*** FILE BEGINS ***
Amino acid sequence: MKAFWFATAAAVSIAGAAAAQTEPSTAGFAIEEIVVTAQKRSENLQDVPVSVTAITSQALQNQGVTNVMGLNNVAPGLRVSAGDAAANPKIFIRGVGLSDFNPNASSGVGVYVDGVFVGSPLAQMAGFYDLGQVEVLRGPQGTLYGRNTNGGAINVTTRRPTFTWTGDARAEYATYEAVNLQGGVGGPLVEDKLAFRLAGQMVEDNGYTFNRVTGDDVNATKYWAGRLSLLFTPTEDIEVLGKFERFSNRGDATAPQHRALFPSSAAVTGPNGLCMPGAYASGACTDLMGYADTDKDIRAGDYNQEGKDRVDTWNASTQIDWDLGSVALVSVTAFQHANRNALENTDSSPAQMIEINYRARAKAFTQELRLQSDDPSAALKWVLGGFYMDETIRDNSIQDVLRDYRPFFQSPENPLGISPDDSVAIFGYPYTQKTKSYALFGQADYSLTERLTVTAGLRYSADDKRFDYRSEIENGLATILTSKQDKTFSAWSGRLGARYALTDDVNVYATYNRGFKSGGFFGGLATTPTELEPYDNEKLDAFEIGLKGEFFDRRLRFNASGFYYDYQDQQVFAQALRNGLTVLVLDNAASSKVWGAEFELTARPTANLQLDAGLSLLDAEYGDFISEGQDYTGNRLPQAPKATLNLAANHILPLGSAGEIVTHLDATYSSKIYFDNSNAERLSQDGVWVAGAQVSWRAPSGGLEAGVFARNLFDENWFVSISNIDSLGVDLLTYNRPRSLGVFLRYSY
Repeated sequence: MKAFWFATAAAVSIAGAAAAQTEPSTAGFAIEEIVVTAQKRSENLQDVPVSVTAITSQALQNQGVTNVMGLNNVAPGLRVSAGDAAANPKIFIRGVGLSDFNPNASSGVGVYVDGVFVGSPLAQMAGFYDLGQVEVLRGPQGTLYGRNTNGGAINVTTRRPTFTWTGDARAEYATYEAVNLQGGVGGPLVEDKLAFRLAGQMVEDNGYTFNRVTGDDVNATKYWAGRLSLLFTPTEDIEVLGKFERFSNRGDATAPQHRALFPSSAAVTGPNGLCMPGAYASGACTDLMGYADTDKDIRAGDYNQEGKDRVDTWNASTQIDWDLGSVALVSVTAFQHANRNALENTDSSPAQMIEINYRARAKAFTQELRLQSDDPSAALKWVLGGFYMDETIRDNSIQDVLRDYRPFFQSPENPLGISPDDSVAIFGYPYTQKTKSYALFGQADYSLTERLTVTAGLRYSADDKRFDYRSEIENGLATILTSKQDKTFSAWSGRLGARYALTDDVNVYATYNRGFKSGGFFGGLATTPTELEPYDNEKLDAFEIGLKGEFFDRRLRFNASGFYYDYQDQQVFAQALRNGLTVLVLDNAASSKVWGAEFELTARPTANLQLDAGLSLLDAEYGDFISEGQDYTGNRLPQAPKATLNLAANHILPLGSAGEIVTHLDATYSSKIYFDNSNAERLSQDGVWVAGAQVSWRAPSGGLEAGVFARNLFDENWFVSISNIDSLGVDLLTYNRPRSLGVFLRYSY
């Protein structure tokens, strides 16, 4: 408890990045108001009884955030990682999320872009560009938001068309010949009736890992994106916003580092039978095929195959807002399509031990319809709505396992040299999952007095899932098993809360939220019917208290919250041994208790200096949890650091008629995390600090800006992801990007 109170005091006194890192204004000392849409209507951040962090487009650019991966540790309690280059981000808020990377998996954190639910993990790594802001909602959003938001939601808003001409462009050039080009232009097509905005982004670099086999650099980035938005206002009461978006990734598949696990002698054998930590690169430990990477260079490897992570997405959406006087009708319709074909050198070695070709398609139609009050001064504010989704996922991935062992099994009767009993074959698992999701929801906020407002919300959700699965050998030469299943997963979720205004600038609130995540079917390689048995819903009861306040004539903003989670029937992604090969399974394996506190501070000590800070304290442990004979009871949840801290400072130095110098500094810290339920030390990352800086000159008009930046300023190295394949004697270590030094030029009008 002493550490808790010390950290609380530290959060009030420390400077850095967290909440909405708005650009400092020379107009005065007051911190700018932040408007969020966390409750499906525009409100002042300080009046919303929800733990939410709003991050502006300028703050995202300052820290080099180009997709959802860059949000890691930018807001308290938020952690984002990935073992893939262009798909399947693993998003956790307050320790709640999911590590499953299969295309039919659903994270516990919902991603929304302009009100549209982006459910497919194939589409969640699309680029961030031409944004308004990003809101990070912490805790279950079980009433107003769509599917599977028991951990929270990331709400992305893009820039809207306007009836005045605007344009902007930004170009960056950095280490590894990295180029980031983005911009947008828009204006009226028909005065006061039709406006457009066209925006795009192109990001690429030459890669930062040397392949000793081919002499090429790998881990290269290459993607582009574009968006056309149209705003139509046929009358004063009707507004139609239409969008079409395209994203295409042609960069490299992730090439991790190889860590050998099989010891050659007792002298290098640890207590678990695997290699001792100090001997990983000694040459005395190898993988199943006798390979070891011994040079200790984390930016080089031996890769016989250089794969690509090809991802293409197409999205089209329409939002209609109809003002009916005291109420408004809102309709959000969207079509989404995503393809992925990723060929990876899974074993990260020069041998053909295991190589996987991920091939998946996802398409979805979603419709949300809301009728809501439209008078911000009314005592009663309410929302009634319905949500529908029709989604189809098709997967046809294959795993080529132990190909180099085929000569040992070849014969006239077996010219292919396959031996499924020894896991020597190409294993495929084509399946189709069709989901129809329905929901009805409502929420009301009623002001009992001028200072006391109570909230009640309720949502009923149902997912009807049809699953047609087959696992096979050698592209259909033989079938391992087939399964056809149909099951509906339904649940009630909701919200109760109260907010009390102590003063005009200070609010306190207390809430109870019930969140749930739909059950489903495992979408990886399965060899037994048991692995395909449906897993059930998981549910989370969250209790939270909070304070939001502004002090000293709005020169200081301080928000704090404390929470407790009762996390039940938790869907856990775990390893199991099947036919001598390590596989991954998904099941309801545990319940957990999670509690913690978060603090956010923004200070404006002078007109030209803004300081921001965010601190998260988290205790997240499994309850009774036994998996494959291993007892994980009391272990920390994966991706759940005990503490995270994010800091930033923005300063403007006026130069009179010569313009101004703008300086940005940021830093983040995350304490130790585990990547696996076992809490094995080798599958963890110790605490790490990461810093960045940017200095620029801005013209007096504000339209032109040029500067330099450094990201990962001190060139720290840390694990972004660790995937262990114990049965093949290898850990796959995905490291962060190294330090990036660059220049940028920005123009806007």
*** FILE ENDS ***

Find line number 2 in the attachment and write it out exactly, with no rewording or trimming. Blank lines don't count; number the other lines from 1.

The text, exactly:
Repeated sequence: MKAFWFATAAAVSIAGAAAAQTEPSTAGFAIEEIVVTAQKRSENLQDVPVSVTAITSQALQNQGVTNVMGLNNVAPGLRVSAGDAAANPKIFIRGVGLSDFNPNASSGVGVYVDGVFVGSPLAQMAGFYDLGQVEVLRGPQGTLYGRNTNGGAINVTTRRPTFTWTGDARAEYATYEAVNLQGGVGGPLVEDKLAFRLAGQMVEDNGYTFNRVTGDDVNATKYWAGRLSLLFTPTEDIEVLGKFERFSNRGDATAPQHRALFPSSAAVTGPNGLCMPGAYASGACTDLMGYADTDKDIRAGDYNQEGKDRVDTWNASTQIDWDLGSVALVSVTAFQHANRNALENTDSSPAQMIEINYRARAKAFTQELRLQSDDPSAALKWVLGGFYMDETIRDNSIQDVLRDYRPFFQSPENPLGISPDDSVAIFGYPYTQKTKSYALFGQADYSLTERLTVTAGLRYSADDKRFDYRSEIENGLATILTSKQDKTFSAWSGRLGARYALTDDVNVYATYNRGFKSGGFFGGLATTPTELEPYDNEKLDAFEIGLKGEFFDRRLRFNASGFYYDYQDQQVFAQALRNGLTVLVLDNAASSKVWGAEFELTARPTANLQLDAGLSLLDAEYGDFISEGQDYTGNRLPQAPKATLNLAANHILPLGSAGEIVTHLDATYSSKIYFDNSNAERLSQDGVWVAGAQVSWRAPSGGLEAGVFARNLFDENWFVSISNIDSLGVDLLTYNRPRSLGVFLRYSY